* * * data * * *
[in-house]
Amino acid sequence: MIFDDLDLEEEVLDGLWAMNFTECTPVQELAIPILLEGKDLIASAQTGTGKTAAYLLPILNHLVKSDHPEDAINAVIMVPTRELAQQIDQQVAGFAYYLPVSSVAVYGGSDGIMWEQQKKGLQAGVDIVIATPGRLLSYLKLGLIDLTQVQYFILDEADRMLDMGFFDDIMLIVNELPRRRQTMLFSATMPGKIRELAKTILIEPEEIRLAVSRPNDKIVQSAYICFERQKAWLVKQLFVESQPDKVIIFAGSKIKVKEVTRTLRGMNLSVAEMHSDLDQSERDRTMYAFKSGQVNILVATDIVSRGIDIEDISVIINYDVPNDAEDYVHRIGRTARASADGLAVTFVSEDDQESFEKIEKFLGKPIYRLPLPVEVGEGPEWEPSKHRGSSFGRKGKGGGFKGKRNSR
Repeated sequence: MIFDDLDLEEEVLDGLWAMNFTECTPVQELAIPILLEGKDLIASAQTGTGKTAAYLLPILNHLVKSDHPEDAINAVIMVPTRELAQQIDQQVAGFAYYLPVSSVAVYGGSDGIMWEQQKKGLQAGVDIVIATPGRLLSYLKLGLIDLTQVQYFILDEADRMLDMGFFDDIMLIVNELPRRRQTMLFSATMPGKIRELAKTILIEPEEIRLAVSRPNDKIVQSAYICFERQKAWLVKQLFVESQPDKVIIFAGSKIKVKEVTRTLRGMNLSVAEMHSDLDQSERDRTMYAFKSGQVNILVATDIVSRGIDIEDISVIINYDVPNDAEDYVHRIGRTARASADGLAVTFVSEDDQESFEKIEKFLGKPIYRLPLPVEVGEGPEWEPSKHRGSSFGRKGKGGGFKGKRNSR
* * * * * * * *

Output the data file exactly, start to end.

[in-house]
Amino acid sequence: MIFDDLDLEEEVLDGLWAMNFTECTPVQELAIPILLEGKDLIASAQTGTGKTAAYLLPILNHLVKSDHPEDAINAVIMVPTRELAQQIDQQVAGFAYYLPVSSVAVYGGSDGIMWEQQKKGLQAGVDIVIATPGRLLSYLKLGLIDLTQVQYFILDEADRMLDMGFFDDIMLIVNELPRRRQTMLFSATMPGKIRELAKTILIEPEEIRLAVSRPNDKIVQSAYICFERQKAWLVKQLFVESQPDKVIIFAGSKIKVKEVTRTLRGMNLSVAEMHSDLDQSERDRTMYAFKSGQVNILVATDIVSRGIDIEDISVIINYDVPNDAEDYVHRIGRTARASADGLAVTFVSEDDQESFEKIEKFLGKPIYRLPLPVEVGEGPEWEPSKHRGSSFGRKGKGGGFKGKRNSR
Repeated sequence: MIFDDLDLEEEVLDGLWAMNFTECTPVQELAIPILLEGKDLIASAQTGTGKTAAYLLPILNHLVKSDHPEDAINAVIMVPTRELAQQIDQQVAGFAYYLPVSSVAVYGGSDGIMWEQQKKGLQAGVDIVIATPGRLLSYLKLGLIDLTQVQYFILDEADRMLDMGFFDDIMLIVNELPRRRQTMLFSATMPGKIRELAKTILIEPEEIRLAVSRPNDKIVQSAYICFERQKAWLVKQLFVESQPDKVIIFAGSKIKVKEVTRTLRGMNLSVAEMHSDLDQSERDRTMYAFKSGQVNILVATDIVSRGIDIEDISVIINYDVPNDAEDYVHRIGRTARASADGLAVTFVSEDDQESFEKIEKFLGKPIYRLPLPVEVGEGPEWEPSKHRGSSFGRKGKGGGFKGKRNSR